Sunday, October 12, 2008

Education, H-1B Fraud, and Taxes

Computerworld (hat tip: Slashdot) reports on a new study that finally sheds light on the problems of H-1B work visas for foreign workers. The report asserts significant problems and fraud.

As I sit here after months of unemployment, this is not news to myself or others in the software industry. Our career throats have been getting slit for the last ten years and nobody, NOBODY gives a care.

But for what its worth this report validates the concern that many of us have been warning of.

First, H-1B workers often have questionable educational credentials whereas American college graduates are routinely denigrated for their quite legitimate achievements. By undercutting the hard work of legitimately qualified American workers, corporations have managed to undermine both public education and the funding of education.

The combination of creating an uneven playing field tilted toward inexpensive foreign labor and the deflation of wages for those who've paid taxes all their lives to provide the business infrastructures and opportunities that exist for business, corporations are imploding the American Dream of the ability of Americans to make a decent living.

Here's a selection from the Computerworld article by Patrick Thibodeau:
An internal report by the U.S. Citizenship and Immigration Services (USCIS) examining the H-1B visa program has found evidence of forged documents and fake degrees, and even "shell" companies giving addresses of fake locations.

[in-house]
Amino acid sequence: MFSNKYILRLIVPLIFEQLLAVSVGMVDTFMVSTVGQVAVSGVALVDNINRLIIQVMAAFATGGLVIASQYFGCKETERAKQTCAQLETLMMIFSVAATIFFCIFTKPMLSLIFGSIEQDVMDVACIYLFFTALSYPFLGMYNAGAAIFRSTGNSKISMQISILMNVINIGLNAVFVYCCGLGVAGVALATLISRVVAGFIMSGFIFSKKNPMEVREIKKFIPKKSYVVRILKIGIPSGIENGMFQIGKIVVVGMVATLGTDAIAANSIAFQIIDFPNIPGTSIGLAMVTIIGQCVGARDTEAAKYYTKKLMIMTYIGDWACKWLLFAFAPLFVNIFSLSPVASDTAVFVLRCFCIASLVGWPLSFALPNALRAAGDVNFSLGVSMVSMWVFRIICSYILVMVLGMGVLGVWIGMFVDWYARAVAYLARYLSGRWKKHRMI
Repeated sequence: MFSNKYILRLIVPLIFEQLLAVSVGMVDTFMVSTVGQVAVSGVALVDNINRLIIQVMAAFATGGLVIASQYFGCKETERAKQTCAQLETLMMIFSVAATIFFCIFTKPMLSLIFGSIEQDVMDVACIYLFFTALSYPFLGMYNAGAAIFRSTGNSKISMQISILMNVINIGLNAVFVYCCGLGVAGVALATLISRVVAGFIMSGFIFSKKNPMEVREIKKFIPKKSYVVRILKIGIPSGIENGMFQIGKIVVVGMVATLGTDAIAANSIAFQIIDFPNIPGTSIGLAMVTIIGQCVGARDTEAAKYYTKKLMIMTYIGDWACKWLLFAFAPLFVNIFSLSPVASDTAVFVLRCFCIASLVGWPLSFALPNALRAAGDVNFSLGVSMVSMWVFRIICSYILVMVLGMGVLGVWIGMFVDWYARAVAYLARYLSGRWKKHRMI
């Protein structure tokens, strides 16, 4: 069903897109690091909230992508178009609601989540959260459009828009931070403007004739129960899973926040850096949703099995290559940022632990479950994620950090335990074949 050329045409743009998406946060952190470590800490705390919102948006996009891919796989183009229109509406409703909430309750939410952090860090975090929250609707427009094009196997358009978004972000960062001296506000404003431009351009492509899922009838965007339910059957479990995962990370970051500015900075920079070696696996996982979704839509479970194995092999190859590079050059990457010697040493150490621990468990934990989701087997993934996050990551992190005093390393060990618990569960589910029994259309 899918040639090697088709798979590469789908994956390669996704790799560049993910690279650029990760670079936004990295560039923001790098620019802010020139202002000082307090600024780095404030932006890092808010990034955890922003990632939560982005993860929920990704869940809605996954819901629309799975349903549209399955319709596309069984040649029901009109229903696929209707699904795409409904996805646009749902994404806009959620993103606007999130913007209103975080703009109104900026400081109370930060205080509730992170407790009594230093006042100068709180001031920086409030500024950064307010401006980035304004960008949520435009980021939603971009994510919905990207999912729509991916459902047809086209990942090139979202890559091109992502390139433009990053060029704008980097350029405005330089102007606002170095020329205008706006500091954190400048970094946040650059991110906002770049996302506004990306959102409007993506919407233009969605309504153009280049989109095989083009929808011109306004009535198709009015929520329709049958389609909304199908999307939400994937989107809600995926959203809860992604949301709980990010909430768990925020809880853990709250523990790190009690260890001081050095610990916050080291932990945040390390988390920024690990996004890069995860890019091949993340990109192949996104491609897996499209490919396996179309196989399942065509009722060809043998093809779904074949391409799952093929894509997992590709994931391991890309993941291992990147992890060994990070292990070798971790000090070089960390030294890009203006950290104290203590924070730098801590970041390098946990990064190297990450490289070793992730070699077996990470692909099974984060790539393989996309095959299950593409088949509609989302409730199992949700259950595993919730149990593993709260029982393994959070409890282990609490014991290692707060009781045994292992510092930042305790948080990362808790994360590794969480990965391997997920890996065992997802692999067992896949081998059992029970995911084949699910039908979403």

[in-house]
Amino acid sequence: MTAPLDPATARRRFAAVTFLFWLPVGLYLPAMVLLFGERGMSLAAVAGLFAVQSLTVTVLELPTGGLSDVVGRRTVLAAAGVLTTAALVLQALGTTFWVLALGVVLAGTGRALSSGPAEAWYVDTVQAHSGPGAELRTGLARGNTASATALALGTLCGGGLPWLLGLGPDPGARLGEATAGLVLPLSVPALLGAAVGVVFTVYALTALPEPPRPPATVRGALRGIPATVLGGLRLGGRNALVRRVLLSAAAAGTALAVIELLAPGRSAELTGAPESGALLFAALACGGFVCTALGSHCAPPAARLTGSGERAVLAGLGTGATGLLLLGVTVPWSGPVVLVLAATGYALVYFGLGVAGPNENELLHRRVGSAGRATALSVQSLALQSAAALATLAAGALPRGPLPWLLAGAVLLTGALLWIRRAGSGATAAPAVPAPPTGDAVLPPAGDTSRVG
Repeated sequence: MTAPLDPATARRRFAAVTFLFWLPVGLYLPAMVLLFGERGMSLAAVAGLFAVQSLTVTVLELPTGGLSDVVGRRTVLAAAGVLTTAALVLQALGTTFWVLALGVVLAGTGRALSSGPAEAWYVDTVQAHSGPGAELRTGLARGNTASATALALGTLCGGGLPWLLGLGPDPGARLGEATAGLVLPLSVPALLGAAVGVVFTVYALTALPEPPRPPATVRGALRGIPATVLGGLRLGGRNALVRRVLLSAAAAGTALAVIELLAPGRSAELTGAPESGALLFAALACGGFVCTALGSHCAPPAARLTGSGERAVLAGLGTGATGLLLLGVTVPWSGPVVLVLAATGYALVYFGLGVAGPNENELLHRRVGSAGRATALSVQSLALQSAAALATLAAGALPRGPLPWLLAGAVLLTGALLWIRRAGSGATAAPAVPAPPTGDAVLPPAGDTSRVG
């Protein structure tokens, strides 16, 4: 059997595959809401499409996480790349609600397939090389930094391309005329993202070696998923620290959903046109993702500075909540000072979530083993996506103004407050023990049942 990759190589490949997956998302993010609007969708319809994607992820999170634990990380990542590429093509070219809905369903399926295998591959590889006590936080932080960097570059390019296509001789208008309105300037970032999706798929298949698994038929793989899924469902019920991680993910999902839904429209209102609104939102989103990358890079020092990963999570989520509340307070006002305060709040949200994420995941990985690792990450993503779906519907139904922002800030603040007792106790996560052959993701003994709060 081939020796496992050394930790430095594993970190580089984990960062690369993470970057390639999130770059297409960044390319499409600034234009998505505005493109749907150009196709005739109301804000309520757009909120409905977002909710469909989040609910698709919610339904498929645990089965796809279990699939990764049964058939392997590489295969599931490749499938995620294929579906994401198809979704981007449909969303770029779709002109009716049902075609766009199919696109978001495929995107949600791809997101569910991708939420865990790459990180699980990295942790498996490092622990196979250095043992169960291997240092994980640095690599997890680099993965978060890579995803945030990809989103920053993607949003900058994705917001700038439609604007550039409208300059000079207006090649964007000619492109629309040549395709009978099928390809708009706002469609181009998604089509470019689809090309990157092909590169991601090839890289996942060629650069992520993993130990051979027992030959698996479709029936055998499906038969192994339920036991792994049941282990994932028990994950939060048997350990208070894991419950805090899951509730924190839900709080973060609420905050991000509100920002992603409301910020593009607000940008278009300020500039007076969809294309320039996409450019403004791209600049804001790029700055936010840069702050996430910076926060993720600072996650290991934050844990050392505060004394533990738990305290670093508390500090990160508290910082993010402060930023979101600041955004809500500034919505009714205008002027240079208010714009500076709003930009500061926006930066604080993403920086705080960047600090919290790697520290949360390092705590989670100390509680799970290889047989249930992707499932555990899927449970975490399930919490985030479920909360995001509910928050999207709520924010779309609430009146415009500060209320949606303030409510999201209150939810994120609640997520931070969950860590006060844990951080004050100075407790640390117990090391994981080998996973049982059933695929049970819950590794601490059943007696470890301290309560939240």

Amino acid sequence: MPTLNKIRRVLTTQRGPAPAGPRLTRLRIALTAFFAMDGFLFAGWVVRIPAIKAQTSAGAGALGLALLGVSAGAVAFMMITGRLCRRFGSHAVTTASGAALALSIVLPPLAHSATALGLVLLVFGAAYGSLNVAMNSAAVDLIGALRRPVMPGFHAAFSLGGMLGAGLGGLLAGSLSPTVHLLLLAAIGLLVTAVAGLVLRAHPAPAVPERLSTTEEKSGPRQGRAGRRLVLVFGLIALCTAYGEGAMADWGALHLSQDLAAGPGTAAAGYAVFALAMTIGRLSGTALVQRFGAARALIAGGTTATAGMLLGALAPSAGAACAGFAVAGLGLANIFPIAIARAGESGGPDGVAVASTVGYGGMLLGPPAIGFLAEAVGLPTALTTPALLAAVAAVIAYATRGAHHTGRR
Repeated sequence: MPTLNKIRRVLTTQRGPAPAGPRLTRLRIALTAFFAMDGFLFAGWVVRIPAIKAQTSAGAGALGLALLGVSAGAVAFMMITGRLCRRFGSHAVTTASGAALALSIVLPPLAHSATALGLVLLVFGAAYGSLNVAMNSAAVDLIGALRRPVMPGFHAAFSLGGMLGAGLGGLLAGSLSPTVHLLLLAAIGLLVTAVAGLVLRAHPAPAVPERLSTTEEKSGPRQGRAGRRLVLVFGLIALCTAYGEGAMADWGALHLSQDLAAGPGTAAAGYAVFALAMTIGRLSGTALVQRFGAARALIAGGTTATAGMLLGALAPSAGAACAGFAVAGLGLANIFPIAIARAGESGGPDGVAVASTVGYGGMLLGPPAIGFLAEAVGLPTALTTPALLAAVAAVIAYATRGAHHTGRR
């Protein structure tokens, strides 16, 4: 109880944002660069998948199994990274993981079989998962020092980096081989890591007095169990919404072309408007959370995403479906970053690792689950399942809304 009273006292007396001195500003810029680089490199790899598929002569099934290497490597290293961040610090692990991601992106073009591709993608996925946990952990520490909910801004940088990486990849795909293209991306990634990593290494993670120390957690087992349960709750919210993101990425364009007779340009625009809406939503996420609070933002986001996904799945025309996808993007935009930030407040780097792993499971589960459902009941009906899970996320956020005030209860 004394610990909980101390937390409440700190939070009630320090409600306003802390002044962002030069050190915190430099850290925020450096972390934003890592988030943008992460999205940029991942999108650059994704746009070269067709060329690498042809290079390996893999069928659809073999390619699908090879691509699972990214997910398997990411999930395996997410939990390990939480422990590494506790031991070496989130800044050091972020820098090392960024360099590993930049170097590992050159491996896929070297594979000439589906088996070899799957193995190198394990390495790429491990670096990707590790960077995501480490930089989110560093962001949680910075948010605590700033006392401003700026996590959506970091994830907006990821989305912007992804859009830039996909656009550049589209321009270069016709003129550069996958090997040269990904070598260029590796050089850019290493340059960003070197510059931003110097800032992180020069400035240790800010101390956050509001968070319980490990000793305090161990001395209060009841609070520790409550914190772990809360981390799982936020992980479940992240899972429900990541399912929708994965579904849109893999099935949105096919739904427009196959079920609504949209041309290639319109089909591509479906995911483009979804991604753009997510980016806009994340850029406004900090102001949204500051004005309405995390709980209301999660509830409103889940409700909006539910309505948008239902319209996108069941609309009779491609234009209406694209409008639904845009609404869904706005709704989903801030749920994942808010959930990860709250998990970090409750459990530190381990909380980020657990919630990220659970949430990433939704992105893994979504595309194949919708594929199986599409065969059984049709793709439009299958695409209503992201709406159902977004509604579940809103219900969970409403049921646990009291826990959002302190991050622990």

The USCIS report, released Wednesday by U.S. Sen. Chuck Grassley (R-Iowa), indicates that serious violations of the H-1B program by employers are so common that one in five visas are affected by either fraud or "technical violations." This means that potentially thousands of employers may be violating the rules, some willfully.

Employers didn't pay prevailing wages in some cases and benched employees when there wasn't work, while some employees worked at jobs that differed from what the application claimed they would be doing.


The report's authors wrote that their confidence in their findings is 95%, and that the results represent a "significant vulnerability."

"USCIS is making procedural changes, which will be described in a forthcoming document," the report concluded.

Ron Hira, an assistant professor of public policy at the Rochester Institute of Technology and co-author of Outsourcing America, said he was stunned by the size of the problem.

"It is clear that oversight, including an auditing function, are desperately needed to clean up the corruption," Hira said. "But we shouldn't forget that the major problems with the H-1B program are caused by massive loopholes that allow firms to legally pay below-market wages and displace and undercut American workers. Those wouldn't show up in this investigation because they are entirely legal and wouldn't be considered fraudulent or a violation."


Citizen Carrie said...

I just discovered your site, and I look forward to reading some more of your blog posts.

I thought you might be interested in this recent article from the NASSCOM blog out of India (with NASSCOM being the official IT trade association in India):

Here's a quote:

"The H-1B visa is not taking away jobs from Americans. Employees in the US IT industry are doing well and in demand and there is little or no unemployment in the sector."

The Caretaker said...

Thanks for the feedback. As a Software professional who has seen his yearly income slashed by half for the past eight years or so I can personally testify to the fact that American workers in the commercial marketplace have been ravaged.

American needs to export the tools of prosperity that other countries can implement. Instead we have created a system that exports our own prosperity and have harmed the country for the sake of the global corporations.

Anyone with a brain can see the results on Wall St.